We established that the giant and red panda co-inhabit the same habitat, but exploit very specific parts of that main habitat, different microhabitats. Giants stick to the low lands, feeding in sparse forest, while the reds alight the long branches of rhododenrons, stripping leaves from branches.
They are said to have a sympatric relationship, meaning that both pandas became separate species (speciation) while existing in the same area. Allopatry is the opposite process; it describes speciation by environmental isolation.
When ecologists and evolutionary biologists make references to sympatry or allopatry, they are talking not only about the present relationship between two organisms, but also about the coevolution of each in that habitat.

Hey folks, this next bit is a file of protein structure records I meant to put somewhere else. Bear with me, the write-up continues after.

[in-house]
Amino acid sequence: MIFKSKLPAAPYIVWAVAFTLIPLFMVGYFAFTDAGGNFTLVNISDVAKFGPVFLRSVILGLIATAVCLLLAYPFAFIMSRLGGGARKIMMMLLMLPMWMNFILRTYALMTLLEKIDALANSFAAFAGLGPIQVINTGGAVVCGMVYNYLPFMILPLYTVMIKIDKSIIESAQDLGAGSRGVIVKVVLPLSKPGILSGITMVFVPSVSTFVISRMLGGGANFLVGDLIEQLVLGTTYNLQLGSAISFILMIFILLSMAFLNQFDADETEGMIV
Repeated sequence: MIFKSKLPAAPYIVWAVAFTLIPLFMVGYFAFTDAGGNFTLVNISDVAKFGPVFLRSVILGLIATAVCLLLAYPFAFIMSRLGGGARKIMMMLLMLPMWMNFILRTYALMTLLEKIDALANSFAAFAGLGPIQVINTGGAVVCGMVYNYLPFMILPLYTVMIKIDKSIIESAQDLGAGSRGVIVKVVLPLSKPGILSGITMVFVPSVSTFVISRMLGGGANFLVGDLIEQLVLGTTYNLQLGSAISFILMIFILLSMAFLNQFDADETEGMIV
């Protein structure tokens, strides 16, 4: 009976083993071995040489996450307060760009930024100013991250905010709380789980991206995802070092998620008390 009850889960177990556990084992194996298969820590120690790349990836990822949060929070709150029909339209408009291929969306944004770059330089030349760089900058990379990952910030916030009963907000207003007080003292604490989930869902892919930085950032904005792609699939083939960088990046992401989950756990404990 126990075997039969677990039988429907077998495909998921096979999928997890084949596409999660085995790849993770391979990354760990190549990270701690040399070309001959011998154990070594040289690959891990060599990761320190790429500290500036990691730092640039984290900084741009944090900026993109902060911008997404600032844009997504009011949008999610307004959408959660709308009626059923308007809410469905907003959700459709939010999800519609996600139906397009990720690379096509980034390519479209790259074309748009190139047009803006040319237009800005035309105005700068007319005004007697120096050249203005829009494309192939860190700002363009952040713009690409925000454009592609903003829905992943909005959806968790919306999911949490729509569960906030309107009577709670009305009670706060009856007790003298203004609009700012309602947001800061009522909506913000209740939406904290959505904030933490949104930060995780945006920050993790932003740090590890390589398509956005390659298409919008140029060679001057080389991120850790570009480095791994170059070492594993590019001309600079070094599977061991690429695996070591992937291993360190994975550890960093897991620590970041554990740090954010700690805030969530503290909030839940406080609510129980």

The need for divergence is especially strong in sympatry, since there are significantly fewer obvious pressures on the organism to change. In the case of the pandas, it may have just come down to avoiding direct competition for their main food, bamboo, which makes up over 98% of both animals' diets.
Tomorrow I'll hopefully be able to get to a few of the red panda's ancestors, which, surprisingly enough, stretches across the Pacific - to North America.